I’ve been trying to pull together everything I need for the event. I managed to borrow a tent. I’ve bought new trunks and goggles. I’m thinking about the feeding routine and preparing myself for that. I’m even planning to pack pain killers and caffeine tablets as well, just in case.

The only thing that is left on the list are my swimming hats.

Swim hat collectionAs you can see in this picture, I’ve got a few already – mainly from my BLDSA swims over the course of the last couple of years, as well as Swimtrek, SwimCanaryWharf and Team Bear (not in the photo).

I see this swim as a chance to remember / promote / pay homage to people, swims and institutions that have helped me over the last few years – I will also hopefully be able to draw strength from them as I face the inevitable lows. But not only to the people that have helped me – to any swimming inspiration.

I’ll be doing 24 separate swims, so I’d love to have 24 different hats and wear them each for specific miles.

If you have a particular hat that you’d like to lend me (I’m happy to return them), and a particular mile that you’d like me to wear it for (with a story as to why), then get in touch. I’ve got specific plans for miles 23 and 24, but other than that you can ‘have’ any mile you like.

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A right fat git

BLDSA dinner

BLDSA dinner

I’ve had a few people recently tell me that I look like I’ve lost weight. In particular after I posted this photo online. And while that’s nice to hear, my immediate response is “maybe, but not enough.” And then I think it over a bit more, realise that I’m still nowhere near what I want to look like / weigh and just assume that I must have been a right fat git before if people think that this is better.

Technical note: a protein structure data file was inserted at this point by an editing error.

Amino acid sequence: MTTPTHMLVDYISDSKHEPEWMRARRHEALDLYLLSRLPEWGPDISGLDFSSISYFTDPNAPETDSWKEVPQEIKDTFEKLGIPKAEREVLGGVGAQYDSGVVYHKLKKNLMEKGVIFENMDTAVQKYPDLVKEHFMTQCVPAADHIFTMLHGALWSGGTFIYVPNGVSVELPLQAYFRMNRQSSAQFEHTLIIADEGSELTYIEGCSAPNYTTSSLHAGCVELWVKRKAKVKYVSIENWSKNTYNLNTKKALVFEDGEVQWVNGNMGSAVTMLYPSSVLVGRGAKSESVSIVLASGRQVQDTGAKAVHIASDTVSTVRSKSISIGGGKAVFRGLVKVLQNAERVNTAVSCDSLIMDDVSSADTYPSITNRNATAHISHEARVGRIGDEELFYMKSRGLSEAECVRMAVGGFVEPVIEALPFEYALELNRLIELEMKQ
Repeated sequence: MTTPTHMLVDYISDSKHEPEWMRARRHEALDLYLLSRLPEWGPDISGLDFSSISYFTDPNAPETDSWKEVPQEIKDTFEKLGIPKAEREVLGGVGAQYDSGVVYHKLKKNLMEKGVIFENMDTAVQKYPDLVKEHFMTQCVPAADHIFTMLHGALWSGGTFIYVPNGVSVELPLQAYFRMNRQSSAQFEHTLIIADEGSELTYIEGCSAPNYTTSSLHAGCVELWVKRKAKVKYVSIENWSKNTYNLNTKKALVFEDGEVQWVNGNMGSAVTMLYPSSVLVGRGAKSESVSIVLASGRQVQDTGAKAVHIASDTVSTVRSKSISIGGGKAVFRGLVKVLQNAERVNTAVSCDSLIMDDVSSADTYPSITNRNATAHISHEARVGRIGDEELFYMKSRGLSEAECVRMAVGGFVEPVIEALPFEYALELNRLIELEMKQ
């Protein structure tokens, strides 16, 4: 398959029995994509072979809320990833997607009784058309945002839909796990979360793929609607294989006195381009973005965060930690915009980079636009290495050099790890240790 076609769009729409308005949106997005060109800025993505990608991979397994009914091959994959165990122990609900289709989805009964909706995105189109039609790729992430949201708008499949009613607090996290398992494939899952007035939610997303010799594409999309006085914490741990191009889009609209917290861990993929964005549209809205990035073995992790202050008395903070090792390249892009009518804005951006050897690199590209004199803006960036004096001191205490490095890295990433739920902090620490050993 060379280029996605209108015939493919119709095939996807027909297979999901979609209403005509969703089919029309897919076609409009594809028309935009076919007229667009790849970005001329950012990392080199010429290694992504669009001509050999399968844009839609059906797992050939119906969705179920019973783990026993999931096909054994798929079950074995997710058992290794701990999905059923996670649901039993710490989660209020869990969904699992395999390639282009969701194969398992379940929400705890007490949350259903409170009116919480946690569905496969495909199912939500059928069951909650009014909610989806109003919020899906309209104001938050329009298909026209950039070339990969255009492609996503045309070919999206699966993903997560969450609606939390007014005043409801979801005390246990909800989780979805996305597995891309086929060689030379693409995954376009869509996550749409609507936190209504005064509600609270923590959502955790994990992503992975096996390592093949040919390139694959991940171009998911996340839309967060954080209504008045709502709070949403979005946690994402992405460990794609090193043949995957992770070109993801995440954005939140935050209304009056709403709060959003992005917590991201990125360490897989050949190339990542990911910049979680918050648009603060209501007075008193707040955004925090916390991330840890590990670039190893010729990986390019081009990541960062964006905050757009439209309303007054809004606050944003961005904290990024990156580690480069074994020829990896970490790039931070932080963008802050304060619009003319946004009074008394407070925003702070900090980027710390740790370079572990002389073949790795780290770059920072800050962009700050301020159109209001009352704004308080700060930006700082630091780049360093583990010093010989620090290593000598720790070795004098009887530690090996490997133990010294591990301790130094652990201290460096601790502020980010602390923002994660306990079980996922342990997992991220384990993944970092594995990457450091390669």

It’s funny how we react to things like this isn’t it? I’m the same when anyone tells me that my swimming is better / faster, it’s nice to hear but I react with a combination of not quite believing it and seeing just how much more improvement there is still to make.

I’ve been meaning to post this for a couple of weeks and then on the Facebook page of Team Bear someone posted a link to a great article by Chrissie Wellington about Beating Body Confidence Issues. Then we started discussing it in the group.

In the article itself a couple of lines jumped out at me:

“…really, our bodies are not the external form, but the internal – muscles, bones, blood, tendons and, of course, the mind… Our focus should be less on what our bodies look like, and more on what we can do with them each and every day.”

“Whether or not we have a spare few pounds around our waist shouldn’t define us, or our emotions. So please – be kind to yourself.”

And then the Facebook discussion yielded some excellent insight:

People make the mistake of judging by physical appearance.

“The godlike men and women at the lake turned out to be relatively normal and very nice people.”

I get far more inspiration from reading running and triathlon blogs from the average people that you describe, who are fighting similar battles to me, rather than the fitness models and the professionals that are on another level.